Some Video Nostalgia
Music and professional wrestling have long enjoyed a mutually beneficial relationship, much like kegs and eggs.
Cyndi Lauper had a nice stint with the WWF as part of the Rock 'n Wrestling days in the 1980s, and she even included many of the federation's wrestlers in her famed "Goonies R Good Enough" video. The same guy who wrote "Rock and Roll Hoochie Koo," Rick Derringer, also wrote "Real American," Hulk Hogan's instantly recognizable theme song (that was actually intended to be used by the Mike Rotundo and Barry Windham U.S. Express tag team).
But there was some other music in the rasslin' world that flew too far under the radar to truly be appreciated back then -- songs like Junkyard Dog's "Grab Them Cakes" and Hillbilly Jim's "Don't Go Messin' with a Country Boy." At the top of this scrap heap, though, lies little-remembered manager of heels, the Doctor of Style: Slick.
The Twin Towers and Power & Glory manager's "Jive Soul Bro" tune barely registered on the rock and wrestling charts (off the charts the wrong way), even though it's possibly the greatest song of all-time. Check it out for yourself right here and see:
Damn, that's solid shit. If you'd like some more wrestling nostalgia, one of my friends and favorite music bloggers, The Passion of the Weiss, recently gave us his take on who we thought would be Imus' Top 10 Wrestlers.
Moving on, here's a video that hit YouTube this week, and has so far gone unnoticed on the world wide web. It's a look back, for me, at September 29th and 30th, 2000, a silly weekend for a college senior, the most fucked up I've ever been in my life for an extended period of time...and my first time in Las Vegas, Nevada.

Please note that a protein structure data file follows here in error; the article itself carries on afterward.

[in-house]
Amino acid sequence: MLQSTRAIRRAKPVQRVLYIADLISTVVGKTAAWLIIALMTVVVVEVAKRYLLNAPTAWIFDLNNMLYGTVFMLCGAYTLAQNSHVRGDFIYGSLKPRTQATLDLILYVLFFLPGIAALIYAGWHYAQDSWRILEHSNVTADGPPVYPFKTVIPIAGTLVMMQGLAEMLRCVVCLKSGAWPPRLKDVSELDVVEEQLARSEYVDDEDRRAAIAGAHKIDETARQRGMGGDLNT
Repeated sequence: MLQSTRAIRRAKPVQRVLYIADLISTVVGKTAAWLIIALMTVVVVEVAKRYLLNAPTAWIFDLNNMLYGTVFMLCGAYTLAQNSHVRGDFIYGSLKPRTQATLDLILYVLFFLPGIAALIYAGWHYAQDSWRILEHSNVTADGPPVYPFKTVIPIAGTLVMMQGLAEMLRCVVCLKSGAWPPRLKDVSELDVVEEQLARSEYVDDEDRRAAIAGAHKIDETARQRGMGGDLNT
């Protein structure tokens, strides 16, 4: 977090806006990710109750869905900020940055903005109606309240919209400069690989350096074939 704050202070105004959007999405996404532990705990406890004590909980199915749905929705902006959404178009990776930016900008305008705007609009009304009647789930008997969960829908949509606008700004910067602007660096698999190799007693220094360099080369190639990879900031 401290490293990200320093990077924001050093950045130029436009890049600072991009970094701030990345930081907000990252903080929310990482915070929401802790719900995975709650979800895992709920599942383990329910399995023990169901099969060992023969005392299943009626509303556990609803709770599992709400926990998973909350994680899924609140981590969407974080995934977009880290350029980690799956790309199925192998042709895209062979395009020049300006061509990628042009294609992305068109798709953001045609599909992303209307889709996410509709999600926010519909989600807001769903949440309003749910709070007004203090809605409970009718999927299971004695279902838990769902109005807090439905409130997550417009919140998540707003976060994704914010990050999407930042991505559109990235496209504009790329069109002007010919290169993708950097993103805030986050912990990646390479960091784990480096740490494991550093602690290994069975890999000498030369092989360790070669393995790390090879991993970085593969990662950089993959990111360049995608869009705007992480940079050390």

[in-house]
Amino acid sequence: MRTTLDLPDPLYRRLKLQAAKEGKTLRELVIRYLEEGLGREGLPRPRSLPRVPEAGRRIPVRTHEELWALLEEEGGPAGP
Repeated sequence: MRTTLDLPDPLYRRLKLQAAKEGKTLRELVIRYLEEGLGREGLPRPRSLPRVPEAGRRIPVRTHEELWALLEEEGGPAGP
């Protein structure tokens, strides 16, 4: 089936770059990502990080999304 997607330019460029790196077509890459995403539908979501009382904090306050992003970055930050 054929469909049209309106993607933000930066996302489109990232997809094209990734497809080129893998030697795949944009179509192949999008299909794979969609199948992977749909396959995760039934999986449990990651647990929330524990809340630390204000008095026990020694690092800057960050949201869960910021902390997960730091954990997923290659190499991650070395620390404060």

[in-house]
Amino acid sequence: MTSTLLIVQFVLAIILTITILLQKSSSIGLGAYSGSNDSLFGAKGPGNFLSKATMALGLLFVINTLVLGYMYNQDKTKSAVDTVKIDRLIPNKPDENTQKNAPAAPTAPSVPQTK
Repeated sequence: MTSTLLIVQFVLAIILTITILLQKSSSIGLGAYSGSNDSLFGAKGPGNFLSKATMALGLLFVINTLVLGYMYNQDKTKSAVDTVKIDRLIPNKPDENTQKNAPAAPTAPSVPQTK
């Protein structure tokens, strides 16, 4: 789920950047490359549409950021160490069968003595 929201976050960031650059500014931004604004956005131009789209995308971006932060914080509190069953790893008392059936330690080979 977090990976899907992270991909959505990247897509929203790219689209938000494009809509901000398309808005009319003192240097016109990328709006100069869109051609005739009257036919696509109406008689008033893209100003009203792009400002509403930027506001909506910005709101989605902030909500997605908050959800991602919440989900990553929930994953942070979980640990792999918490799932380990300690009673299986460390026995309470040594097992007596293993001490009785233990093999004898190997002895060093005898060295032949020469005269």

The popular rock band Phish had called a timeout -- they were going on hiatus -- and this was Donnie's and my last stand with the group we'd seen many times together in our college career. So we flew out to Vegas with no hotel room and no real plans, traveling only with small suitcases and tickets to the shows, hoping it'd all work out.
Of course it did, as it always does with upper middle class white kids.
It remains to this day a weekend I can't think about without breaking into the biggest shit-eating grin known to man. The shows were great musically, and tons of fun otherwise, and I won't even get into the weekend in general (ecstatic vitamins were all the rage then, and man, we did rage that whole time).
The one downside to the weekend was the controversy surrounding Kid Rock's appearance for three songs at the end of the first night's second set and the encore. I loved it, such high energy, but many people claim it was the real beginning of the end for Phish. With my heart beating out of my chest and my jaw clicking at breakneck paces, I thought it was "Fuckinawesomemanholyshitthat'sgood."
It was just cool to see. You can watch for yourself on Kid Rock's sit-in on You Shook Me All Night Long and We're An American Band. The modified American Band lyrics of "Now all them strippers at Mandalay Bay, went lookin' for Kid Rock but they all went hom with Trey" might have just been the greatest ad lib of all-time.
So in the last two days I've talked about soccer, wrestling and Phish. Wow, am I trying to turn people away en masse? Guess so.